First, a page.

DANVILLE — Danville Housing Authority Board of Commissioners Chairman Don McLaughlin said new DHA executive director Jaclyn Vinson fits in well with the authority.
“I can’t speak for other members of the board about the unanimous, overwhelming approval of Jackie,” McLaughlin said.
“The two things that impressed me with her was her work on the Housing Task Force project with the city and I believe that she brings to the table a great understanding of what the needs of the community are for housing,” McLaughlin said.
“It’s really a community focus that she brings; that was the deciding factor for me. I think she has very good leadership skills,” he added.
The board of commissioners approved a two-year contract for Vinson to serve as DHA executive director. The contract is retroactive to May 5, 2016, and runs through May 8, 2018. Vinson’s annual salary is $80,000.
Vinson, 27, comes to the DHA from the City of Danville. She had been Danville Area Transportation Study director. She graduated from the University of Illinois in 2011 with a degree in natural resources and environmental sciences and studied urban planning. She then went to Durham, N.C., where she did long-range and other planning.
The Vermilion County native, being from Rossville and a Schlarman High School graduate, then contacted Mayor Scott Eisenhauer looking to come back to this area. That’s when she started an internship with Danville’s community development department. She then became DATS director in 2013.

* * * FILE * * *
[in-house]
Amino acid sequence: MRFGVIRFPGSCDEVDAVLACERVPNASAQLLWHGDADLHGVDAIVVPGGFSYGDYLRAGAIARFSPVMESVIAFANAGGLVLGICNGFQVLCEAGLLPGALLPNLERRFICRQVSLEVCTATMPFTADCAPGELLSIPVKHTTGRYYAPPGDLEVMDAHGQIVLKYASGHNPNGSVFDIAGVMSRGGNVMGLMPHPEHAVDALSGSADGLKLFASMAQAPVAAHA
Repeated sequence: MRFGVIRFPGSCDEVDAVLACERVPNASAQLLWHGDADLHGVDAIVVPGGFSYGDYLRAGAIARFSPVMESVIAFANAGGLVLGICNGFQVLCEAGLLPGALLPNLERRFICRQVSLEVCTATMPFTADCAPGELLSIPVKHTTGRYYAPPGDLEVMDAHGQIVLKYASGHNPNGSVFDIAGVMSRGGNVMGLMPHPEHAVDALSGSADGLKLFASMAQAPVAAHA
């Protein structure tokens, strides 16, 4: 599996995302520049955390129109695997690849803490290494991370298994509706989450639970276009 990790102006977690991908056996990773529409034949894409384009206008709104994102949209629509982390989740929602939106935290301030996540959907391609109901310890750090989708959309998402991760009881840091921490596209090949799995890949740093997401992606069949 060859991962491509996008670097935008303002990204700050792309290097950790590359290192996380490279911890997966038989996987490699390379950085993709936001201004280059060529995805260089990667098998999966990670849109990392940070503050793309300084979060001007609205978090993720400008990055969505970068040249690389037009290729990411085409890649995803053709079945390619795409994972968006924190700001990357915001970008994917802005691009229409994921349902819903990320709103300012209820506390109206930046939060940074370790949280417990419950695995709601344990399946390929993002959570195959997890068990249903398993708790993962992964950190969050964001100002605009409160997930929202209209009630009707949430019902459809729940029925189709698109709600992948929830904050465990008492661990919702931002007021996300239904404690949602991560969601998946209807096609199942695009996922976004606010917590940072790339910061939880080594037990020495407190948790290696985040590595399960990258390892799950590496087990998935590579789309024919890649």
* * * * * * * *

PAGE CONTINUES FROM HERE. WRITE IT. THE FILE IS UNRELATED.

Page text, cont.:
She started working at the DHA in May.
Vinson said she was interested in the position to “make a tangible impact in Danville and Vermilion County in general.”
She said when the opportunity presented itself, she had been working on the Housing Task Force Report for the city and more long-range transportation planning. She said in this position with the DHA she can make a more immediate impact on all facets of housing.
Steve Clark, who had been interim director prior to Vinson’s hiring, will continue co-managing the DHA through the end of this month. He will then transition back to being a development partner the DHA board hired for future development. Clark’s firm was one of 10 in which board members reviewed to also provide consultant and development services.
The DHA board in November placed executive director Greg Hilleary on administrative leave through the end of 2015. They immediately started searching for new leadership to take the housing authority in a new direction. The board hired Clark, whose firm provided administrative oversight at the housing authority in the interim.
The DHA has undergone a major reorganization in its employee structure. Employees had to re-apply for positions. The full staff is down to about 27 employees now after being closer to 40.
“We’ve put together a quality team here,” Vinson said.
Positions were cut at the DHA under a new organization chart and partly due to the housing authority losing “a little over half a million in operating subsidy from (the U.S. Department of Housing and Urban Development) due to vacancies,” for its 2016 budget, Clark previously said.